The New York Post
December 19, 2016
One of Donald Trump’s biggest and most urgent challenges is to usher Americans out of the post-2008 slow-growth world — without ushering the economy off a cliff. His meeting last week with top Silicon Valley executives was one key part of a larger strategy, one that will also impact Wall Street.
To face perhaps the biggest domestic test of his presidency, Trump needs to rebalance our economic leadership away from the intangible, bubble-prone worlds of speculative finance and “apps for everything,” toward concrete investment, production and innovation that can make the future great again.
Trump needs a full-court economic press, unleashing fracking as well as a revolution in viable alternative energy; supplementing broad tax and regulatory reform with increased infrastructure spending and job creation.
To get the economy out of its current unbalanced state, Trump should mobilize the productive power of technology in the real world — rather than favoring the speculative business models with narrowly distributed results that have held sway over much of Wall Street, and some of Silicon Valley itself, since 2008.
Fortunately, Silicon Valley’s top moguls seem open to helping Trump pull off this pivot. Jeff Bezos, Tim Cook, Larry Page, Eric Schmidt and Sheryl Sandberg all accepted Peter Thiel’s invitation to Wednesday’s gathering at Trump Tower. “Anything we can do to help this go along,” Trump told them.
But he wisely singled out Elon Musk for both an exclusive post-meeting session and membership on Trump’s Business Advisory Council.
By integrating Tesla and SolarCity into a single energy-infrastructure firm, Musk is getting technology out of cyberspace and back into the brick-and-mortar, flesh-and-blood world where we need productive change the most.
Musk, like Thiel, knows how to fix the post-2008 economy: by breaking our economic dependence on speculative valuation. Driven by big bets in tech and finance markets, where few goods or services are actually produced, today’s economy is too unstable, inaccessible and frantic.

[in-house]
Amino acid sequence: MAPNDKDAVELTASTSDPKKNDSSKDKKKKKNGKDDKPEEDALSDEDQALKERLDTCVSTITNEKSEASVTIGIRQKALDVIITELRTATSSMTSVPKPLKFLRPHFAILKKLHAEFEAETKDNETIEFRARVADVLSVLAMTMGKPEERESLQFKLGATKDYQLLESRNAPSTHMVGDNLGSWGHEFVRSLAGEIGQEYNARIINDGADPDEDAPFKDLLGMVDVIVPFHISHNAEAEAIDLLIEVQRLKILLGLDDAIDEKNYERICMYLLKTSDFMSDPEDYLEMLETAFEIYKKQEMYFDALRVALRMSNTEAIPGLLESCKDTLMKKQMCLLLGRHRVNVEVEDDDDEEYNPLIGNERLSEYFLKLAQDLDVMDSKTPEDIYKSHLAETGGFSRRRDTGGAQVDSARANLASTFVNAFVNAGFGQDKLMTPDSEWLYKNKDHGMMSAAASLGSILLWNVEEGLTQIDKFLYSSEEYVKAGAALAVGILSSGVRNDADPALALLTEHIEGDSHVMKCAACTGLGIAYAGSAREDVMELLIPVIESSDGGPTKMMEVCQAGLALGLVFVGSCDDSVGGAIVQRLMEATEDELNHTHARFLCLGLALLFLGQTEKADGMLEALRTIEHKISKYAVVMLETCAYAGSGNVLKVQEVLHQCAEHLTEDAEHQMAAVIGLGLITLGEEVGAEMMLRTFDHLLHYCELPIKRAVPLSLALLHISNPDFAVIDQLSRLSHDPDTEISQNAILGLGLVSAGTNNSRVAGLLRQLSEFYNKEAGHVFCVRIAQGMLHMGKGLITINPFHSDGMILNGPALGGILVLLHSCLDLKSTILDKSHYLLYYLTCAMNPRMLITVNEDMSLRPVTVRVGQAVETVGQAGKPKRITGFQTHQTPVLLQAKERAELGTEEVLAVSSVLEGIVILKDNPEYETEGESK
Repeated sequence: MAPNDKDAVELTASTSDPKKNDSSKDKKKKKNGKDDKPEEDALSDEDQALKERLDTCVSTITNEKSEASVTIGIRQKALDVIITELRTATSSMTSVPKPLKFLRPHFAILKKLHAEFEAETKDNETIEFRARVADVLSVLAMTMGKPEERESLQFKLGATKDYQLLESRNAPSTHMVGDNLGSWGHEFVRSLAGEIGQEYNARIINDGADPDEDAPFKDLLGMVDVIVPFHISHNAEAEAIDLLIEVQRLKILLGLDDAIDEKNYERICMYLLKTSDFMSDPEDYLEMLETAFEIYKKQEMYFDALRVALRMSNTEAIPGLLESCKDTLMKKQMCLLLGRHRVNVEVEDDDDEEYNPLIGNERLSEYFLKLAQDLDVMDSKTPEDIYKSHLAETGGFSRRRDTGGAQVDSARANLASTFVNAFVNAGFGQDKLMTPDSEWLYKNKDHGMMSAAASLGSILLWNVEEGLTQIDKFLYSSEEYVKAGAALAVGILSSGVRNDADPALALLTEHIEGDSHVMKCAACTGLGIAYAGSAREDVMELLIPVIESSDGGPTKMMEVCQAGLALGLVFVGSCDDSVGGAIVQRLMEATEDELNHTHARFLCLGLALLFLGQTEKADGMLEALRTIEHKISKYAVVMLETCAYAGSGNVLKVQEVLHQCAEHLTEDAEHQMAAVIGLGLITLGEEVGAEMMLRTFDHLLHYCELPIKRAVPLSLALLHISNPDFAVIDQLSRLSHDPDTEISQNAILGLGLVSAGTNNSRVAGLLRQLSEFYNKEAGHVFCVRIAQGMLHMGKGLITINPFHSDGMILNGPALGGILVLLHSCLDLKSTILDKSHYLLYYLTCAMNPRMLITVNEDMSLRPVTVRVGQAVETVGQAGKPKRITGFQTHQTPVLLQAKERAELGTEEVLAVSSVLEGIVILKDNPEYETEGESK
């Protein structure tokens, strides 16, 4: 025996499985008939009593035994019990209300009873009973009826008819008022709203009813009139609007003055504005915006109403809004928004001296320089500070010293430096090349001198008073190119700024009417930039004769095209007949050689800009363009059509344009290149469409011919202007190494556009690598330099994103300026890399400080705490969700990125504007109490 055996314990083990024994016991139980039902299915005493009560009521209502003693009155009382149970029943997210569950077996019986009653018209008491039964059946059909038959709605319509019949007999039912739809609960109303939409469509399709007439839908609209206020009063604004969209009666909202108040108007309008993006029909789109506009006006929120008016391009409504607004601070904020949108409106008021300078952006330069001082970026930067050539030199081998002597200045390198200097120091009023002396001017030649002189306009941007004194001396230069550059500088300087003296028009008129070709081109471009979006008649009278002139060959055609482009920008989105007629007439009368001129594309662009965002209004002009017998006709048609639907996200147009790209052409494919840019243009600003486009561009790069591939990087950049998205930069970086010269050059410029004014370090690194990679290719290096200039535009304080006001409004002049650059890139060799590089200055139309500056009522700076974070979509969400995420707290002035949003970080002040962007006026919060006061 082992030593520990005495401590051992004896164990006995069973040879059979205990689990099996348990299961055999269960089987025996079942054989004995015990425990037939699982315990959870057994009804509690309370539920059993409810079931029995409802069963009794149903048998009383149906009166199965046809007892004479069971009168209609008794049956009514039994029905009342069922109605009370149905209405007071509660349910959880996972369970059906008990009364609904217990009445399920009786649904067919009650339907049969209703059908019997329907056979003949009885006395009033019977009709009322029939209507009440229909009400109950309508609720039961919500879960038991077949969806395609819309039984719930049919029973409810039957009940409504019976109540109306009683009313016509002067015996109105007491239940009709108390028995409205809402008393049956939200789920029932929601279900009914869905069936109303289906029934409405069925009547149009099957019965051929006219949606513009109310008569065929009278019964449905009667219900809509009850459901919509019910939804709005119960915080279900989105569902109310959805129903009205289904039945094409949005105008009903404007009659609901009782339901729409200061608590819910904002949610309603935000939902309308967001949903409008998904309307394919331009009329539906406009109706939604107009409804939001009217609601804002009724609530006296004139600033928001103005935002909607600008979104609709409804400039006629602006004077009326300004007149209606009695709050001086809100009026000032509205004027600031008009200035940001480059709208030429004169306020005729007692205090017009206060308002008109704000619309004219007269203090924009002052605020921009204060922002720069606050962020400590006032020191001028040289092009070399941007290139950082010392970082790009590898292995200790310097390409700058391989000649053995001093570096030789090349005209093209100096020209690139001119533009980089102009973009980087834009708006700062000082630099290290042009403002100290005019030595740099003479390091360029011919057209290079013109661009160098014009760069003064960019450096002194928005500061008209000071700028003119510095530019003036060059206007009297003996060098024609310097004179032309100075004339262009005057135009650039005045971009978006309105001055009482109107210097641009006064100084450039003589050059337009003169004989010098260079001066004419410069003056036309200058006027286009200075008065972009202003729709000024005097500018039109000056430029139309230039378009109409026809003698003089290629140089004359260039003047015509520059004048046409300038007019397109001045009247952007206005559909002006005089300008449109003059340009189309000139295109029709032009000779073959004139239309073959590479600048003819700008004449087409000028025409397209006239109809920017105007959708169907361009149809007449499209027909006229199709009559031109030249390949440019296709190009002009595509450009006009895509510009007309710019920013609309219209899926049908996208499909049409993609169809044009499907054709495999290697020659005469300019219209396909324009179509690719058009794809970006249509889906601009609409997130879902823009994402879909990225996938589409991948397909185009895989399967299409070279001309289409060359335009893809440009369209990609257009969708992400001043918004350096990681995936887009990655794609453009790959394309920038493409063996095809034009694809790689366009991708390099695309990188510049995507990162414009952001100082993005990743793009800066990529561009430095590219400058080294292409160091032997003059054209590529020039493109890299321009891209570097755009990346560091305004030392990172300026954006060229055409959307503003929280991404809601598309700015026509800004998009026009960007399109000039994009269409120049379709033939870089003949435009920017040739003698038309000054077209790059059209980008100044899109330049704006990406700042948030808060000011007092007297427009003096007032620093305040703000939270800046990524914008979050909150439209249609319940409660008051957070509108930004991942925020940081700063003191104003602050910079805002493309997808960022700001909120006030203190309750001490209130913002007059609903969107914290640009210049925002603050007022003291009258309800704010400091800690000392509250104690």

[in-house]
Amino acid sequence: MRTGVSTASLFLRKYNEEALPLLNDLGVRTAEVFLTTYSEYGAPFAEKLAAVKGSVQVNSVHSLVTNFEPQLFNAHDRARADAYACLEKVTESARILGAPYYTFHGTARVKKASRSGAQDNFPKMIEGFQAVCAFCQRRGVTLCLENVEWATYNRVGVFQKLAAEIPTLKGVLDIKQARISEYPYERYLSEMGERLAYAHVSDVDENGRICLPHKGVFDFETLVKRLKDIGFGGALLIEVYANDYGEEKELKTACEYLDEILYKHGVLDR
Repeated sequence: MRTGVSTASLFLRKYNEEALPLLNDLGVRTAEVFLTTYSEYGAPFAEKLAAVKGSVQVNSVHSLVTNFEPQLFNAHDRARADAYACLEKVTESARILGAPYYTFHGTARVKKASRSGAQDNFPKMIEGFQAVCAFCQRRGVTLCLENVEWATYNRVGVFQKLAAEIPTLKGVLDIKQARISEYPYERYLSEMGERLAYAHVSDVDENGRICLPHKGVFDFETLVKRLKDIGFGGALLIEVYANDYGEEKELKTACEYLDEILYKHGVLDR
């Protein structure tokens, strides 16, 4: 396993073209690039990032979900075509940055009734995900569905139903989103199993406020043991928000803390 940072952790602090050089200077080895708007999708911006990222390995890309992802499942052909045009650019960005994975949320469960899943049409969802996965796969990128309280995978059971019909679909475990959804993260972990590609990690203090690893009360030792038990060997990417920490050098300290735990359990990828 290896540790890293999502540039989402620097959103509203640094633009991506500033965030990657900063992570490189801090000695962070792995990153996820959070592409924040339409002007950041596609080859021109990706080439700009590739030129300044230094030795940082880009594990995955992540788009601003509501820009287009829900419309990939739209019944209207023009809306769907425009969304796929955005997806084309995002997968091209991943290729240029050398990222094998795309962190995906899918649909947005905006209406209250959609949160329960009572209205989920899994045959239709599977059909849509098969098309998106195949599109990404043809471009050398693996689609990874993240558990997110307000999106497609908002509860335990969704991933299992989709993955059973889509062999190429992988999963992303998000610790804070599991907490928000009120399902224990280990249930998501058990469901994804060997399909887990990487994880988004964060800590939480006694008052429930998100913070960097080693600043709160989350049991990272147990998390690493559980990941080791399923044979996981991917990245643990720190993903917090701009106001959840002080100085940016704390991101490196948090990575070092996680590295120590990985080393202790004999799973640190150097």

As Thiel warned in “Zero to One,” trying to grow the pie by making a lot of money through betting and hedging takes the focus off innovations that stay valuable into the future.
Fighting for moment-to-moment advantages makes it too hard to focus on setting and achieving the long-term goals that investors, producers and consumers all need to maintain a dynamic yet stable economy.
Thiel connects this problem to our neglectful energy policy. Instead of pushing ahead with a new generation of nuclear-power facilities (a big Thiel priority), for instance, we haggle fruitlessly over guilt-ridden, economy-killing plans to regulate carbon emissions, rather than driving for the kind of real-world innovation that can truly replace these energy sources.
In such a stifling environment, frustrated competition has turned to the virtual economy skewered on TV by “Silicon Valley” and in print by Michael Lewis’ “Flash Boys.” Wall Street’s embrace of technology, for instance, unleashed an algorithm arms race, plowing financial energy and prestige into unproductive markets.
From the mortgage-backed-securities market to the illegally manipulated derivatives market, too many Wall Streeters strove to cash in without creating or financing any tangible new goods.
No wonder populist frustration has bubbled over. As much as Silicon Valley has boosted the economy since 2008, Americans know that, alone, it can’t rescue capitalism from Wall Street’s mistakes and Washington’s meddling.
For that, presidential leadership is needed. And if Trump adopts the right priorities, he can deliver.
Given his early push on infrastructure, he ought to supplement his jobs agenda by supporting construction of next-generation nuclear power plants, and speed regulatory approval for more automated transportation.
These advancements will help ensure Americans become both energy-independent and energy-rich — crucial to more efficiency, more productivity and more jobs.
Meanwhile, given his unique credibility with Wall Street and its populist critics, he should stop banks from returning to the bad old days of gambling on subprime debt with taxpayer dollars by privatizing Fannie Mae and Freddie Mac.
And he should join billionaire investor Carl Icahn, himself a Trump supporter, in encouraging Americans to invest wisely, avoiding a new stock-market bubble.
Trump’s critics complain that he’s pretending we can restore the economy of the 1950s. In fact, he’s merely refusing to buy into an “economy of the future” that leaves most Americans behind.
And if he can push the nation’s economic center of gravity back into the real world, the United States will again have a future we can all believe in.
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